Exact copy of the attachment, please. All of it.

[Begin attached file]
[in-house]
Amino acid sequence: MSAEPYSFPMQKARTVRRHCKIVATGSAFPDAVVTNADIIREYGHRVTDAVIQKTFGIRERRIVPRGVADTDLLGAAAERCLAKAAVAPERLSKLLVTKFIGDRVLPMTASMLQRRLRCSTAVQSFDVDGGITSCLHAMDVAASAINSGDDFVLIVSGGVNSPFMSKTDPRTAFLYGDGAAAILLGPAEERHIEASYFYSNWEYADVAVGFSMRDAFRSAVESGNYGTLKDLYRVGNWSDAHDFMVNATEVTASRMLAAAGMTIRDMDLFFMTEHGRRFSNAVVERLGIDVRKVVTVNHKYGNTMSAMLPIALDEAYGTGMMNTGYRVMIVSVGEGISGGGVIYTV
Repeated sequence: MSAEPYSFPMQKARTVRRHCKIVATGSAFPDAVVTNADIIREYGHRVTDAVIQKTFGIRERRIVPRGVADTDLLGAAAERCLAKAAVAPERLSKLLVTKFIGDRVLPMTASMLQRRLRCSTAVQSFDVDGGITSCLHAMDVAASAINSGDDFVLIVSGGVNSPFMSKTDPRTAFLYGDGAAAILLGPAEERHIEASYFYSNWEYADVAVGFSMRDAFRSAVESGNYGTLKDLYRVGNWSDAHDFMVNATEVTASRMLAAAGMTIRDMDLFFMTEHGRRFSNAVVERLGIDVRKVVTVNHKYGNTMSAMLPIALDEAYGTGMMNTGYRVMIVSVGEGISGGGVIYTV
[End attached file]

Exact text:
[in-house]
Amino acid sequence: MSAEPYSFPMQKARTVRRHCKIVATGSAFPDAVVTNADIIREYGHRVTDAVIQKTFGIRERRIVPRGVADTDLLGAAAERCLAKAAVAPERLSKLLVTKFIGDRVLPMTASMLQRRLRCSTAVQSFDVDGGITSCLHAMDVAASAINSGDDFVLIVSGGVNSPFMSKTDPRTAFLYGDGAAAILLGPAEERHIEASYFYSNWEYADVAVGFSMRDAFRSAVESGNYGTLKDLYRVGNWSDAHDFMVNATEVTASRMLAAAGMTIRDMDLFFMTEHGRRFSNAVVERLGIDVRKVVTVNHKYGNTMSAMLPIALDEAYGTGMMNTGYRVMIVSVGEGISGGGVIYTV
Repeated sequence: MSAEPYSFPMQKARTVRRHCKIVATGSAFPDAVVTNADIIREYGHRVTDAVIQKTFGIRERRIVPRGVADTDLLGAAAERCLAKAAVAPERLSKLLVTKFIGDRVLPMTASMLQRRLRCSTAVQSFDVDGGITSCLHAMDVAASAINSGDDFVLIVSGGVNSPFMSKTDPRTAFLYGDGAAAILLGPAEERHIEASYFYSNWEYADVAVGFSMRDAFRSAVESGNYGTLKDLYRVGNWSDAHDFMVNATEVTASRMLAAAGMTIRDMDLFFMTEHGRRFSNAVVERLGIDVRKVVTVNHKYGNTMSAMLPIALDEAYGTGMMNTGYRVMIVSVGEGISGGGVIYTV